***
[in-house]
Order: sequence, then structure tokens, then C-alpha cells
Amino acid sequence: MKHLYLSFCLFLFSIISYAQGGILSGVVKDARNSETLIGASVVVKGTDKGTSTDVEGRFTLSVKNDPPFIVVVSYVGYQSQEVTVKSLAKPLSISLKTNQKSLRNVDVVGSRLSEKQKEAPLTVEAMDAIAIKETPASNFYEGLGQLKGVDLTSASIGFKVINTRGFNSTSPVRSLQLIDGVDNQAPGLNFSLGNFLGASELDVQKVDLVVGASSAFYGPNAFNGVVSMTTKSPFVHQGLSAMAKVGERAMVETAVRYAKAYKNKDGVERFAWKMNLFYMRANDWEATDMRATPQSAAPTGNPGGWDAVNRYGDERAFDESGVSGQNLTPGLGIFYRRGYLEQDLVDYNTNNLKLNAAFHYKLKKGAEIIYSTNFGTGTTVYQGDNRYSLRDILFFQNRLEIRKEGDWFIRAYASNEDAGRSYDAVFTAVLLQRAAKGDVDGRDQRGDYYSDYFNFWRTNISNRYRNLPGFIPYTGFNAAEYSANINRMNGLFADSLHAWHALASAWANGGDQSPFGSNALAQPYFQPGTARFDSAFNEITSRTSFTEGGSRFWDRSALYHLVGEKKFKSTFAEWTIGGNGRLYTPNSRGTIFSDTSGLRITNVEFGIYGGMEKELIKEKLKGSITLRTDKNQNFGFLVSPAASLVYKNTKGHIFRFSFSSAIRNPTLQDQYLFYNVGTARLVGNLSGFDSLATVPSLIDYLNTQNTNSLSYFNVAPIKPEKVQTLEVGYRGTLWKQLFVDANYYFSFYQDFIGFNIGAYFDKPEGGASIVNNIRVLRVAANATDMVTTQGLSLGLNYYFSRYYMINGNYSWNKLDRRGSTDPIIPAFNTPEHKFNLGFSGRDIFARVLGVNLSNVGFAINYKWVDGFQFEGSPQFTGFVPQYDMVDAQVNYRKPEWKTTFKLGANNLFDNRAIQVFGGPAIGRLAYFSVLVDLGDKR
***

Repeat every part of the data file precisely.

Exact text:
[in-house]
Order: sequence, then structure tokens, then C-alpha cells
Amino acid sequence: MKHLYLSFCLFLFSIISYAQGGILSGVVKDARNSETLIGASVVVKGTDKGTSTDVEGRFTLSVKNDPPFIVVVSYVGYQSQEVTVKSLAKPLSISLKTNQKSLRNVDVVGSRLSEKQKEAPLTVEAMDAIAIKETPASNFYEGLGQLKGVDLTSASIGFKVINTRGFNSTSPVRSLQLIDGVDNQAPGLNFSLGNFLGASELDVQKVDLVVGASSAFYGPNAFNGVVSMTTKSPFVHQGLSAMAKVGERAMVETAVRYAKAYKNKDGVERFAWKMNLFYMRANDWEATDMRATPQSAAPTGNPGGWDAVNRYGDERAFDESGVSGQNLTPGLGIFYRRGYLEQDLVDYNTNNLKLNAAFHYKLKKGAEIIYSTNFGTGTTVYQGDNRYSLRDILFFQNRLEIRKEGDWFIRAYASNEDAGRSYDAVFTAVLLQRAAKGDVDGRDQRGDYYSDYFNFWRTNISNRYRNLPGFIPYTGFNAAEYSANINRMNGLFADSLHAWHALASAWANGGDQSPFGSNALAQPYFQPGTARFDSAFNEITSRTSFTEGGSRFWDRSALYHLVGEKKFKSTFAEWTIGGNGRLYTPNSRGTIFSDTSGLRITNVEFGIYGGMEKELIKEKLKGSITLRTDKNQNFGFLVSPAASLVYKNTKGHIFRFSFSSAIRNPTLQDQYLFYNVGTARLVGNLSGFDSLATVPSLIDYLNTQNTNSLSYFNVAPIKPEKVQTLEVGYRGTLWKQLFVDANYYFSFYQDFIGFNIGAYFDKPEGGASIVNNIRVLRVAANATDMVTTQGLSLGLNYYFSRYYMINGNYSWNKLDRRGSTDPIIPAFNTPEHKFNLGFSGRDIFARVLGVNLSNVGFAINYKWVDGFQFEGSPQFTGFVPQYDMVDAQVNYRKPEWKTTFKLGANNLFDNRAIQVFGGPAIGRLAYFSVLVDLGDKR